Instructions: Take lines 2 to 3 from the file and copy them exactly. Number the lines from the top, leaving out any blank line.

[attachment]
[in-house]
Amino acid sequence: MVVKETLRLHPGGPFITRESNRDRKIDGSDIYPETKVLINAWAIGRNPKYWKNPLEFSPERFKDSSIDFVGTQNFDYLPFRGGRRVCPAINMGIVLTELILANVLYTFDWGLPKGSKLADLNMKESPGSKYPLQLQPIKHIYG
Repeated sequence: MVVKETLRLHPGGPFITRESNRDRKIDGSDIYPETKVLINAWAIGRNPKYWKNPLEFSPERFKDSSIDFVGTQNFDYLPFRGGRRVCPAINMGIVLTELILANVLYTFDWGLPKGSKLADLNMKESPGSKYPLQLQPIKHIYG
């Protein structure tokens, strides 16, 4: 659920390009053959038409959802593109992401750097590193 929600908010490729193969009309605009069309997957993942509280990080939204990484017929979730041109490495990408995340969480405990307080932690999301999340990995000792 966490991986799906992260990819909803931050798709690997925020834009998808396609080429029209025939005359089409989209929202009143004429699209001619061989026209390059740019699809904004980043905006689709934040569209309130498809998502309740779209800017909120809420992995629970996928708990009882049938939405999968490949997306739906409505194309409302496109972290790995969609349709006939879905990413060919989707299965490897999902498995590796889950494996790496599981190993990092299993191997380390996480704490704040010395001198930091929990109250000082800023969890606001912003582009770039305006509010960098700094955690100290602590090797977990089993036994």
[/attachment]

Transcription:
Amino acid sequence: MVVKETLRLHPGGPFITRESNRDRKIDGSDIYPETKVLINAWAIGRNPKYWKNPLEFSPERFKDSSIDFVGTQNFDYLPFRGGRRVCPAINMGIVLTELILANVLYTFDWGLPKGSKLADLNMKESPGSKYPLQLQPIKHIYG
Repeated sequence: MVVKETLRLHPGGPFITRESNRDRKIDGSDIYPETKVLINAWAIGRNPKYWKNPLEFSPERFKDSSIDFVGTQNFDYLPFRGGRRVCPAINMGIVLTELILANVLYTFDWGLPKGSKLADLNMKESPGSKYPLQLQPIKHIYG